Either the Metropolitan Manila Development Authority (MMDA) just does not know what it is supposed to do to solve the perennial problems of floods that paralyze the metropolis, or it is just too lazy to get its act together.
Either way, it is the taxpayer who is left shortchanged and wading through disease-carrying and damaging floods — which, as the MMDA itself admitted, took longer to subside in 2018, no thanks to its failure yet again to complete on time crucial flood-control projects.
The Commission on Audit (COA) revealed this month in its 2018 report that the MMDA had failed to complete 117 — or a whopping 69 percent — of the 170 programmed flood control projects worth P878.57 million.
The projects did not even have procurement timelines in place, meaning there were no set dates for each procurement activity, from announcement of the project to contract signing, that were supposed to be provided for every approved project.
Of the projects that were not implemented, the COA said 72 worth P524.649 million were either not completed within the specific schedule, or were not even started “due to inadequate planning and absence of coordination mechanisms” with other agencies such as the Department of Public Works and Highways (DPWH) and affected local government units (LGUs).
Other reasons the MMDA offered for the project delays included: overlapping with ongoing projects of the DPWH and LGUs, resulting in changes in the original job order; and delays in the issuance of traffic/excavation permits, clearances from barangays and affected communities. All boiling down to “ineffective planning and procurement,” according to the COA.
The MMDA’s report card for 2018 is truly horrendous: Of the 170 flood control projects for implementation and completion in 2018, only 53 were completed; 53 were ongoing, while a staggering 64 projects had not even started as of the end of last year — 50 of which had already been awarded to the respective contractors with a notice to proceed.
And then, of the 53 that managed to be completed in 2018, all were finished only in the third and fourth quarters of 2018, thus “defeating the intent of mitigating or preventing the impact of heavy rains to the public at large to which these projects could easily serve their purposes,” the COA said. One could practically hear the public’s sigh of frustration in that statement.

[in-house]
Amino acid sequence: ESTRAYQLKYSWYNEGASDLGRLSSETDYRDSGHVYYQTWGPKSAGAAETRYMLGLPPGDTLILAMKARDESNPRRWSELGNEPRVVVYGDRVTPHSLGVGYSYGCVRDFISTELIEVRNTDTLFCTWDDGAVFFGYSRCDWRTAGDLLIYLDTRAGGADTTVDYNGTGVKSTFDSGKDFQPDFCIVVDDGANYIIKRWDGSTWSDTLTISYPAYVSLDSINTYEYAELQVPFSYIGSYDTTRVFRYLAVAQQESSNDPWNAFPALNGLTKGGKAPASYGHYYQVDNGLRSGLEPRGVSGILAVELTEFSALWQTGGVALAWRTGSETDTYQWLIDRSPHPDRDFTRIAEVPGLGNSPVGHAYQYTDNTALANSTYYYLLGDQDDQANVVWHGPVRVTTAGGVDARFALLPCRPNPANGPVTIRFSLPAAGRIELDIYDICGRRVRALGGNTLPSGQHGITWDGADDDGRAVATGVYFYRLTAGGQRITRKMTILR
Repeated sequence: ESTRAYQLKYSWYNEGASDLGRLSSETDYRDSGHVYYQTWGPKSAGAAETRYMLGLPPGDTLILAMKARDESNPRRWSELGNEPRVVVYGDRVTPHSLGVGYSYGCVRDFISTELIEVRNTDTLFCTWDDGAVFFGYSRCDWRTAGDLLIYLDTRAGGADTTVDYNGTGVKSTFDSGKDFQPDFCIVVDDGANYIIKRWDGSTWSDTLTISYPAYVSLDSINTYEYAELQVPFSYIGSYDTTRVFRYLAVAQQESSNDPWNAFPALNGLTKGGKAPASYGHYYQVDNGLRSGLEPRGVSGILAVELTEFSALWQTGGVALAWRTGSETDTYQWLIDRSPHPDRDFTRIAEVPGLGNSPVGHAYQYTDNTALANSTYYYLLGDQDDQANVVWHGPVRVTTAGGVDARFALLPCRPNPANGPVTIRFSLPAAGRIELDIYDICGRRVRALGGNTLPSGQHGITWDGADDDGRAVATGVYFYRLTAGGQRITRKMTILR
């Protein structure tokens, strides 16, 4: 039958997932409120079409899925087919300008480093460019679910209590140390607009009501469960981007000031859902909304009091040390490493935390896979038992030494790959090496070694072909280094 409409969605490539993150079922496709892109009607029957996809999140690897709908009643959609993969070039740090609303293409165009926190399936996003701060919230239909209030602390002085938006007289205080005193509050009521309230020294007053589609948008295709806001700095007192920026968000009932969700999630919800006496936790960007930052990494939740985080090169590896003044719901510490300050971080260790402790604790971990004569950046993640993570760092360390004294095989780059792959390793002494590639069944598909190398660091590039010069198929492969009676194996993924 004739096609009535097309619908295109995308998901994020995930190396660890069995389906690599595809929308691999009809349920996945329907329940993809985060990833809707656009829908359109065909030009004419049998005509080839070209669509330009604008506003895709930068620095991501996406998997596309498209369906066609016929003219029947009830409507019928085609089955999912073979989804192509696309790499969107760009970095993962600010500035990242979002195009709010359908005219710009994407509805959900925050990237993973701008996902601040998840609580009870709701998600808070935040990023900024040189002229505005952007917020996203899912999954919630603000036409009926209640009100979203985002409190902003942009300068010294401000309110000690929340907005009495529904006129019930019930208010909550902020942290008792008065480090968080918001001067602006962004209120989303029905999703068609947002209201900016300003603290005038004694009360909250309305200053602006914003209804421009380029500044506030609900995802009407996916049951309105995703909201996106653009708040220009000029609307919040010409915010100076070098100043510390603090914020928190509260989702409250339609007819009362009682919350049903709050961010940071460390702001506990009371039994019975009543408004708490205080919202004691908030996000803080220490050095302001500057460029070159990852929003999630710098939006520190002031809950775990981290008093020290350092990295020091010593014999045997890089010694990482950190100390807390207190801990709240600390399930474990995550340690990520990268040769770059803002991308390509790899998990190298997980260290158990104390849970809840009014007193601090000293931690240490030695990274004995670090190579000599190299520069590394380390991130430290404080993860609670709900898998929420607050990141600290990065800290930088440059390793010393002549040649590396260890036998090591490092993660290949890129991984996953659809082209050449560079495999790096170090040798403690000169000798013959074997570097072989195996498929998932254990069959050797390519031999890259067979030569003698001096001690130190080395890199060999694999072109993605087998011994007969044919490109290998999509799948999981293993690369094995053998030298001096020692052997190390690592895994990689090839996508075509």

Needless to say, the MMDA fell short — far short — of its performance goal to complete “100 percent” of the projects prior to the onset of the rainy season.
That’s not all. Adding to the metro’s aggravation, only 41.63 percent of waterways and drainage systems were declogged and desilted last year.
The COA noted that as early as 2010, the Department of Budget and Management had already issued a circular allowing government agencies to undertake procurement activities, short of the actual award, even before the General Appropriations Act was approved, so that agencies could start implementing projects in the first quarter of the year, considering good weather conditions.
This, the MMDA failed to do.
There may be causes of delay outside of MMDA’s control, such as unfavorable weather conditions, but, as the COA pointed out, issues such as coordinating with LGUs and other government agencies are firmly within the MMDA’s control.
The MMDA admitted as much; it said it “concurred” with the COA that the proposed flood control projects had not been properly coordinated with the concerned agencies during the planning and pre-implementation stages.
This isn’t the first time the MMDA’s attention was called by the COA. In 2017, 47 of the 68 programmed flood control projects worth a combined P337.48 million were also not completed within the set timelines.
In 2016, when the Duterte administration took over, the same issues were cited, with P178.882 million worth of projects either not implemented nor completed. Same reasons cited: inadequate planning and lack of coordination with other agencies.
The COA is once again prodding the MMDA to ensure “a more effective and synchronized planning” of vital programs and projects: “Issues like relocation of informal settlers, viability of the project sites and overlapping of projects with DPWH and LGUs should be addressed and resolved during the feasibility or preliminary engineering study prior to project implementation to arrive at decisions most advantageous to the government.”
Basic, much-repeated reminder. But will the MMDA finally do it? And when will the administration finally crack the whip on the agency’s dismal record?
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